Minnie adventure: Miss Driver turns her attention to country music and motherhood

She's conquered Hollywood, stars in a hit TV series, and is one of Britain's most successful acting exports

Tim Cooper
Thursday 08 May 2008 00:00

Minnie Driver is having a spot of bother with her guitar. "I don't need a strap any more," she laughs. "I can just rest it here." She lays the instrument on her pronounced bump and pats her belly affectionately. There's no disguising it: Driver is six months pregnant and expecting her first baby in August. But before that comes, the delivery of her second collection of songs on an album called Seastories.

We might know Driver best as one of our more successful ex-pat Hollywood actresses, but she was a musician long before she turned to acting. And, having overcome initial scepticism to win enthusiastic reviews for her first album four years ago, she's back with a new one. It's not just a vanity project either – her impressive supporting cast includes Ryan Adams and his band The Cardinals, as well as indie singer Liz Phair. And a fine effort it is, too, Driver's warm, smoky voice perfectly suited to a set of melodic self-penned songs of love and heartbreak, inspired by a failed relationship.

With their country flavour, it's the sort of thing you might expect from Sheryl Crow, or perhaps from Dahlia Malloy, Driver's trailer-trash character in the hit TV series The Riches, than from a very English former public schoolgirl – albeit one who now lives in a trailer park. An avid surfer, Driver's current home is in a "double-wide" mobile home in a cliff-top trailer park above Malibu beach, chosen because it overlooks "the four best breaks in Southern California". She lives with her dog, Bubba, in a community of young families whose passion is for the waves rather than showbiz gossip.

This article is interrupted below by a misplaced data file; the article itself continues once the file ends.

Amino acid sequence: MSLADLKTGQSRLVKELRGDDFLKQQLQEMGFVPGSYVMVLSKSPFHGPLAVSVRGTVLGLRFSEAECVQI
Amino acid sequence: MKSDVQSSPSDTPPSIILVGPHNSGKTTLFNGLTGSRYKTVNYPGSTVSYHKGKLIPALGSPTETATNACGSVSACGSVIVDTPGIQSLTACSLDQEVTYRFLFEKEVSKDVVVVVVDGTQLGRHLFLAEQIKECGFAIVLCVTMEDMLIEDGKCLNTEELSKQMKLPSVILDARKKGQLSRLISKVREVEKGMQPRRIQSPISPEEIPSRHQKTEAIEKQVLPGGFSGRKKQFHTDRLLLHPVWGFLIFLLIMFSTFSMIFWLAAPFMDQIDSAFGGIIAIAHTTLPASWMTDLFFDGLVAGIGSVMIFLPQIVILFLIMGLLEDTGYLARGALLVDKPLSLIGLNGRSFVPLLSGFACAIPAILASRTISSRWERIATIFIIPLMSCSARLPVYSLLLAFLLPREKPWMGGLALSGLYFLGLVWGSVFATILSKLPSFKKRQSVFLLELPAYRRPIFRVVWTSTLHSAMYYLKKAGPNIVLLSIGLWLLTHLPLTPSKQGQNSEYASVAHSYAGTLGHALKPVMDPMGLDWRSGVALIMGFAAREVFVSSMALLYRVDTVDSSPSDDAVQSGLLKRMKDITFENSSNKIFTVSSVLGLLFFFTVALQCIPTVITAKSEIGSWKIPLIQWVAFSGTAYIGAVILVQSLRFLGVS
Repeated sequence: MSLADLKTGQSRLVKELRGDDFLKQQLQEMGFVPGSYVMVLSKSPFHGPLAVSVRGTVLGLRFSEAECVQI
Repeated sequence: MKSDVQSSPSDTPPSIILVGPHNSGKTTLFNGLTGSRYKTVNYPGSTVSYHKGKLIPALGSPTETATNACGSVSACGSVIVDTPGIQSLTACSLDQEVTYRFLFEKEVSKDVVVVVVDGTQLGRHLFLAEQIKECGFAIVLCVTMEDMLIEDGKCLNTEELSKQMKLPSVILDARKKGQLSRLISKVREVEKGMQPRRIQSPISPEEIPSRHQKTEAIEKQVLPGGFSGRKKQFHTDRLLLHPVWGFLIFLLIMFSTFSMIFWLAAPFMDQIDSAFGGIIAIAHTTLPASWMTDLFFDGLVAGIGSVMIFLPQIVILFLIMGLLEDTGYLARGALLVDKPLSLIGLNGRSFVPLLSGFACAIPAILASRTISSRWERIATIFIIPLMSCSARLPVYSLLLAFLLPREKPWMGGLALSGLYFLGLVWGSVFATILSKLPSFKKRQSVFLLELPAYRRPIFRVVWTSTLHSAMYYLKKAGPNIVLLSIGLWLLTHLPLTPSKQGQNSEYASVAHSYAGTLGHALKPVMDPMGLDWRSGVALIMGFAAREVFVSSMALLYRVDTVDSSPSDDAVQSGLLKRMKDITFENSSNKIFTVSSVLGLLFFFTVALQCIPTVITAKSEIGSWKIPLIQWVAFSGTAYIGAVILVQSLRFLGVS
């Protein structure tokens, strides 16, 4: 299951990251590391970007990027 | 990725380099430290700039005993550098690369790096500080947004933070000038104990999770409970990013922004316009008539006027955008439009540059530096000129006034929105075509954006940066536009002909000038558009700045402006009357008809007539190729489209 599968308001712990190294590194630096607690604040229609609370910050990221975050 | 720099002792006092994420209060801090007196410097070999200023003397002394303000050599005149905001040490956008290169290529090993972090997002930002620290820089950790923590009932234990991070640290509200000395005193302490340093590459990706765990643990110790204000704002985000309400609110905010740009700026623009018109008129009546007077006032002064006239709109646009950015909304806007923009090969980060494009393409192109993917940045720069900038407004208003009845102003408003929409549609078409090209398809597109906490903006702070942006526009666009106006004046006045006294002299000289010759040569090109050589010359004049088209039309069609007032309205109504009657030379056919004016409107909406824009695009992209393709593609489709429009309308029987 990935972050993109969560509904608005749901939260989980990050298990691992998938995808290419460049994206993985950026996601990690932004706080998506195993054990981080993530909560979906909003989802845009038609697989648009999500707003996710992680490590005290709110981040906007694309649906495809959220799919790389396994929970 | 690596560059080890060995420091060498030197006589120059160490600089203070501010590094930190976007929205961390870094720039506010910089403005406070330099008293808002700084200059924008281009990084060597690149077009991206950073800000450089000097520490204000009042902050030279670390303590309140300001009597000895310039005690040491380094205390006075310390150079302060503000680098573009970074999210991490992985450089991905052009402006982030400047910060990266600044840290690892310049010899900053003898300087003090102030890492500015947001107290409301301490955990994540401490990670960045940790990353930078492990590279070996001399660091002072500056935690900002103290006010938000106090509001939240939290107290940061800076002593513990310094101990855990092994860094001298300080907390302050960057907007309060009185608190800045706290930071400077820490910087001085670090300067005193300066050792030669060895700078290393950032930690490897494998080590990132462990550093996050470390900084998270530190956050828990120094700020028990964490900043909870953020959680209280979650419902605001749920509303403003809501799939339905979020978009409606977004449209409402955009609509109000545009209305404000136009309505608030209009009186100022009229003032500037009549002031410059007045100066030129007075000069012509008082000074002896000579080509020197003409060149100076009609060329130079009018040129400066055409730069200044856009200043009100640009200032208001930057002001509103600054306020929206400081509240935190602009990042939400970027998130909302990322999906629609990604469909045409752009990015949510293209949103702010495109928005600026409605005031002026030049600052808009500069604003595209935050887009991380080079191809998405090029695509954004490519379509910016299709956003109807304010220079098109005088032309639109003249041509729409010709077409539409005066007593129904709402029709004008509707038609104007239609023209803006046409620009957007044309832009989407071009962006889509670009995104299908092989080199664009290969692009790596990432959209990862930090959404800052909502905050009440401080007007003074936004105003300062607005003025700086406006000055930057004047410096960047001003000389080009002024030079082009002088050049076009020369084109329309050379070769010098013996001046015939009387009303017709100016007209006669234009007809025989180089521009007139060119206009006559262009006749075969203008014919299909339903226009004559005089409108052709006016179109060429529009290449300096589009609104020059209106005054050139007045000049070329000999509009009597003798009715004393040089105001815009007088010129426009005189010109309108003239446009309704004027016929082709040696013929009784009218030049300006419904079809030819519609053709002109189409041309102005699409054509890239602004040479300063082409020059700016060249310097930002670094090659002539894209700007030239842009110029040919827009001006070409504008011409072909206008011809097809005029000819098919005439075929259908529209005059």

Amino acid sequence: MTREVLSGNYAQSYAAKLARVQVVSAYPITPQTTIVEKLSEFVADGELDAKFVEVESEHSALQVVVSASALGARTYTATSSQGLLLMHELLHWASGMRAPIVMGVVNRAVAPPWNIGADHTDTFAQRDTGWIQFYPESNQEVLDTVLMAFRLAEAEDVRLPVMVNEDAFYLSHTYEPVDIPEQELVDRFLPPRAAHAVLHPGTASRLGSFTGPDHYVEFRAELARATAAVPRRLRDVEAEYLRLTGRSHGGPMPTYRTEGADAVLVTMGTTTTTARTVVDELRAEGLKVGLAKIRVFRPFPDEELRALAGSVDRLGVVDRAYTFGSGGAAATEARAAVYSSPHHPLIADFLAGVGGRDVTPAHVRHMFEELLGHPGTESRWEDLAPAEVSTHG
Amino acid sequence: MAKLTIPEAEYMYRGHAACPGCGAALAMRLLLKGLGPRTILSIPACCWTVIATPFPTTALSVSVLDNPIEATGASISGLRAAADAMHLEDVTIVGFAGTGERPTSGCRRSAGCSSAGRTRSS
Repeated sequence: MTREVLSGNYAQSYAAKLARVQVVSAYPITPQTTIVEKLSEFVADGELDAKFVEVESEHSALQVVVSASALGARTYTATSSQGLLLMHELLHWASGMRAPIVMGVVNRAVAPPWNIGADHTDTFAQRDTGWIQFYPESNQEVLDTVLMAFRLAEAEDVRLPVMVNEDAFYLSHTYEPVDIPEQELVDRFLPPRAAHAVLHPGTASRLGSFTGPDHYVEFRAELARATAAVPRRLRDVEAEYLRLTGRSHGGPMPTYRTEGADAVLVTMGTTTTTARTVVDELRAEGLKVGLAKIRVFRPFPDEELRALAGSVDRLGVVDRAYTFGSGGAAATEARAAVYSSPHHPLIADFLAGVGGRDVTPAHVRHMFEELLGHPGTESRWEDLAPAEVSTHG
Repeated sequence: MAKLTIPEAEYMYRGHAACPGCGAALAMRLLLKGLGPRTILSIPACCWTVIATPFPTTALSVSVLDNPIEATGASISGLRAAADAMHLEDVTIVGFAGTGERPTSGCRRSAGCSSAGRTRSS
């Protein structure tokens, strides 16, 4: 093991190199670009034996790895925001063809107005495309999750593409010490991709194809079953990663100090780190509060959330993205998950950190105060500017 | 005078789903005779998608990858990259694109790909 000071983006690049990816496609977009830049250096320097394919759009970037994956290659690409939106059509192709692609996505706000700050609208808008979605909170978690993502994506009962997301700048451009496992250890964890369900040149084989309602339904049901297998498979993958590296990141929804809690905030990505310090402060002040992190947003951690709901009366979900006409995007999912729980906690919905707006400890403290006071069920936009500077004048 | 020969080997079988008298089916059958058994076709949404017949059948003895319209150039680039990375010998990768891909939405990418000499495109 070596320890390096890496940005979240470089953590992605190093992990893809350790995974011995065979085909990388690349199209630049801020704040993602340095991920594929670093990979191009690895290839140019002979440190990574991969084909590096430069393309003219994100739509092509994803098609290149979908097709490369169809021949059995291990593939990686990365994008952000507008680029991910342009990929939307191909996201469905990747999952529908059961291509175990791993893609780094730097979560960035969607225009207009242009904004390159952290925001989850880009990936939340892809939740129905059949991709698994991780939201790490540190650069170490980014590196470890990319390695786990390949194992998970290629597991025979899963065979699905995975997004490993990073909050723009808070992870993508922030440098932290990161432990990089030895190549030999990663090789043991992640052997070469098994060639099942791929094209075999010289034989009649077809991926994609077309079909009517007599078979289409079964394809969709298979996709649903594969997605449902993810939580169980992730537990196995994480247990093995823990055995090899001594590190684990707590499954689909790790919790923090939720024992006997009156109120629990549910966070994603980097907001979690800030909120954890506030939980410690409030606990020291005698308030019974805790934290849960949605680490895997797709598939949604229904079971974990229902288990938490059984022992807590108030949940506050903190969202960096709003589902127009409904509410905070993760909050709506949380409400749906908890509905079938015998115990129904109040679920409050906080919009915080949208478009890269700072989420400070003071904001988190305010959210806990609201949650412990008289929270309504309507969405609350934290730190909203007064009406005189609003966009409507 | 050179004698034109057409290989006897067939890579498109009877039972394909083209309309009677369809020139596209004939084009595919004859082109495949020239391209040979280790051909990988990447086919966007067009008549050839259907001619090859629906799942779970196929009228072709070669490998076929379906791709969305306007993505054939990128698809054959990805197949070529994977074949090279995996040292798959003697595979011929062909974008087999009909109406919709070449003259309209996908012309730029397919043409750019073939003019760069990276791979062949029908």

It's a far cry from boarding at Bedales School in Hampshire, where Minnie, 38, was sent at the age of seven when her parents split up. It was there, aged eight, that she made her acting – and singing – debut, winning the lead role in a school musical staged as a protest against plans for a local bypass. "We wrote a musical called Bypass The Parcel and I auditioned for the part of the solo singer and got it," she recalls happily.

She even made it on to the news. "There was this 300-year-old oak tree that was going to get chopped down and BBC Nationwide came down and filmed me up the tree, with my hippie English teacher Bob playing the guitar at the bottom. The camera panned up the tree and you saw these little legs, and then this kilt that I was wearing, and there I was perched in the tree singing a song about this beautiful tree." And was the protest successful? "Yeah, we staved off the bypass for 10 years – and then they rerouted the A3 right through the grounds of the school!"

Today she's wearing tight black leggings and a T-shirt with a picture of Gandhi, inscribed with the motto "Be True", that would be baggy were it not stretched over her growing bump. Freckly beneath her chestnut mane, and with huge hazel eyes, she radiates the healthy glow of an expectant mother. She's prepared to talk about it too – but not before she's satisfied her daily craving for a cheese sandwich at precisely 11.30am. "This was an unplanned pregnancy," she confesses between bites, "but it's been very happily received by everyone. Which is great," she adds with a wide smile. "It's something I've wanted to do my whole life; I can't believe I've waited this long."